Patent Citations
Cited PatentFiling datePublication dateApplicantTitle
US832157Mar 13, 1905Oct 2, 1906Frederick G PlattsMandolin attachment for guitars.
US3130625 *May 29, 1961Apr 28, 1964Savona CharlesInterchangeable stringed musical instrument
US3636809Jul 7, 1970Jan 25, 1972Nippon Musical Instruments MfgStringed musical instrument
US4240319Feb 16, 1979Dec 23, 1980Soupios Charles CElectric guitars
US4250791 *Feb 26, 1979Feb 17, 1981Nippon Gakki Seizo Kabushiki KaishaKey mechanism for musical wind instruments
US4343217Mar 12, 1981Aug 10, 1982Reid BrodyDual mode guitar
US4483233 *Sep 30, 1982Nov 20, 1984Ron BensonCombined guitar and bass guitar having eight strings
US4785705Jul 14, 1986Nov 22, 1988Patterson Jeffrey DComponent multi-neck stringed instrument system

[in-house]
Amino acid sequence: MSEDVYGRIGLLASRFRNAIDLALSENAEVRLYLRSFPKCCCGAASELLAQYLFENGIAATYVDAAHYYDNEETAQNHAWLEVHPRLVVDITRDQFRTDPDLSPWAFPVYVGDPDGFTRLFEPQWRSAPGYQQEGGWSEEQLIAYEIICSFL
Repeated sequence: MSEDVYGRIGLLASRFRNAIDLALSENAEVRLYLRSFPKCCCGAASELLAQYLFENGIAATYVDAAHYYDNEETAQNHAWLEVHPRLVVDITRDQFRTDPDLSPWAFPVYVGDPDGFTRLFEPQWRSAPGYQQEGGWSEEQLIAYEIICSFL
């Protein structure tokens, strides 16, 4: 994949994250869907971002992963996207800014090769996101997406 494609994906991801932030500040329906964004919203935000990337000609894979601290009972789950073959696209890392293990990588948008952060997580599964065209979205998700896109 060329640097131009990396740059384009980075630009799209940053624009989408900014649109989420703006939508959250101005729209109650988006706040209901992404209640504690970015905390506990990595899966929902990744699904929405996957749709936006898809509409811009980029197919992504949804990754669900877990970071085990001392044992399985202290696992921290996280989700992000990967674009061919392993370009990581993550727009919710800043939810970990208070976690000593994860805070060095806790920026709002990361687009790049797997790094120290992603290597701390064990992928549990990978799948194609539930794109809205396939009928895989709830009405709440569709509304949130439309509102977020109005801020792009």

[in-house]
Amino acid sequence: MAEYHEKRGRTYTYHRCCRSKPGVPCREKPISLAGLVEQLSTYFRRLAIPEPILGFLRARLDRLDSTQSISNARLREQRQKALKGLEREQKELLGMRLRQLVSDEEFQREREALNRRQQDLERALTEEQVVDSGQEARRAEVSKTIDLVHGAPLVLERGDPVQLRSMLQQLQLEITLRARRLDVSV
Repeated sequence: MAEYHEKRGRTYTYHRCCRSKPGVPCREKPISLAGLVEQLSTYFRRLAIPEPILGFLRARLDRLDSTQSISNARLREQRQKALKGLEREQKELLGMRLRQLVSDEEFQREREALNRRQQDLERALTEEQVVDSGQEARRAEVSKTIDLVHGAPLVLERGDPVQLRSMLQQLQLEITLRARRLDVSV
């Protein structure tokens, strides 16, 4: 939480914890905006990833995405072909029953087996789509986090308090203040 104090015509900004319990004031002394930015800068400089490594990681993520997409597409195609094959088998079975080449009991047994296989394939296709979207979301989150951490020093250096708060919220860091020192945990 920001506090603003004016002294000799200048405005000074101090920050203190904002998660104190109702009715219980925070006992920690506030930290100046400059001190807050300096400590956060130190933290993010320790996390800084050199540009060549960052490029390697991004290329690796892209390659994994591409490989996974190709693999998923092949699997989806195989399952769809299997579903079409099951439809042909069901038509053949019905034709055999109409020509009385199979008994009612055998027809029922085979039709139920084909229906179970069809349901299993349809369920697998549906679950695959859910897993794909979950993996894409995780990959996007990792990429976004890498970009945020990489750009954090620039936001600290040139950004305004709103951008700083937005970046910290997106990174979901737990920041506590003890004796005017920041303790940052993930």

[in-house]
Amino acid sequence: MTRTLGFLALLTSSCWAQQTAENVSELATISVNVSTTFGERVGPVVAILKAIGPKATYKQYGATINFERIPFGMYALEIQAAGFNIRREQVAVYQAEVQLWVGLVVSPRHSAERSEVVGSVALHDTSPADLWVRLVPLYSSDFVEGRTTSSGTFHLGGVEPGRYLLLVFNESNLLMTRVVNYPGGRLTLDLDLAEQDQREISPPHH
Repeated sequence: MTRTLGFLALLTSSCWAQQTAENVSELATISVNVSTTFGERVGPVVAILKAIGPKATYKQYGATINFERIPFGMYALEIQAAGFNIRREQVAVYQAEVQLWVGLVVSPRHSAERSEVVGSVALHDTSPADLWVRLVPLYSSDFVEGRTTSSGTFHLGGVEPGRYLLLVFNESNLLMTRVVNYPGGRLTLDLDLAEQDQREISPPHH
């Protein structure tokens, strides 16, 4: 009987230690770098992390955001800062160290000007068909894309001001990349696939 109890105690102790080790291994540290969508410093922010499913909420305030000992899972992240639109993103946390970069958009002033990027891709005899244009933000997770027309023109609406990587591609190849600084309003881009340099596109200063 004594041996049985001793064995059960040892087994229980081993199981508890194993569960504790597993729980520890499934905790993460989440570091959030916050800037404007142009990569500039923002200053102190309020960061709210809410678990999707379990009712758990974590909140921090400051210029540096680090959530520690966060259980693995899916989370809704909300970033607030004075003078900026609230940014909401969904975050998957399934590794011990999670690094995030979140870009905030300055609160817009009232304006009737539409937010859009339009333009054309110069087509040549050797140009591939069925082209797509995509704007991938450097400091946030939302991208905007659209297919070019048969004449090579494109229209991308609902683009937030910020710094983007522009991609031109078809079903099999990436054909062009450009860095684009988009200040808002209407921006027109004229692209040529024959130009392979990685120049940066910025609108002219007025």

US4953434Aug 29, 1989Sep 4, 1990Guss Paul AStringed musical instrument that can be played by two musicians simultaneously
US4987815Jul 25, 1988Jan 29, 1991Gary ShockleyAcoustic and electric combination guitar
US5212329Aug 8, 1991May 18, 1993Woodworth Henry FElectric guitar mountable upon acoustic guitar
US5315910Mar 2, 1992May 31, 1994Soupios Charles CDetachable retrofit for a guitar-type musical instrument
US5571980Feb 10, 1992Nov 5, 1996Busley; Bradford M.Multiple fingerboard instrument structures
US6191350 *Feb 2, 2000Feb 20, 2001The Guitron CorporationElectronic stringed musical instrument
USD224841Mar 18, 1971Sep 26, 1972 Stringed musical instrument
USD279195Jan 6, 1983Jun 11, 1985Max L. WymoreThree-necked guitar
USD310090Mar 11, 1987Aug 21, 1990 Combined guitar and keyboard
Referenced by
Citing PatentFiling datePublication dateApplicantTitle
US7211719Jun 29, 2005May 1, 2007Blake Jason DStringed instrument
US8143509 *Jan 16, 2009Mar 27, 2012iZotope, Inc.System and method for guitar signal processing
US8319081 *May 26, 2011Nov 27, 2012William David RidgeCombination banjo, bass, and guitar
US20070000370 *Jun 29, 2005Jan 4, 2007Blake Jason DStringed instrument